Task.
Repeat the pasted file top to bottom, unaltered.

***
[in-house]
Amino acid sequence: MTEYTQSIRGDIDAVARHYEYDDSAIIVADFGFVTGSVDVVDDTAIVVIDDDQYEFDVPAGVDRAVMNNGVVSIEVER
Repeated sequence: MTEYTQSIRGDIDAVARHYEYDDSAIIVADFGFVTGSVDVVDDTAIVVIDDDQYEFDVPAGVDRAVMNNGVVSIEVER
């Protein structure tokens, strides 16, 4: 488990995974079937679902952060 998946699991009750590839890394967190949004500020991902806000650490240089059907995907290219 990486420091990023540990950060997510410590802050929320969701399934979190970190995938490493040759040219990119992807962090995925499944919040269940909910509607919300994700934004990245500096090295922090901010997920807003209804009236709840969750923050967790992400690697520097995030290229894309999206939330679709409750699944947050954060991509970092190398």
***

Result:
[in-house]
Amino acid sequence: MTEYTQSIRGDIDAVARHYEYDDSAIIVADFGFVTGSVDVVDDTAIVVIDDDQYEFDVPAGVDRAVMNNGVVSIEVER
Repeated sequence: MTEYTQSIRGDIDAVARHYEYDDSAIIVADFGFVTGSVDVVDDTAIVVIDDDQYEFDVPAGVDRAVMNNGVVSIEVER
């Protein structure tokens, strides 16, 4: 488990995974079937679902952060 998946699991009750590839890394967190949004500020991902806000650490240089059907995907290219 990486420091990023540990950060997510410590802050929320969701399934979190970190995938490493040759040219990119992807962090995925499944919040269940909910509607919300994700934004990245500096090295922090901010997920807003209804009236709840969750923050967790992400690697520097995030290229894309999206939330679709409750699944947050954060991509970092190398």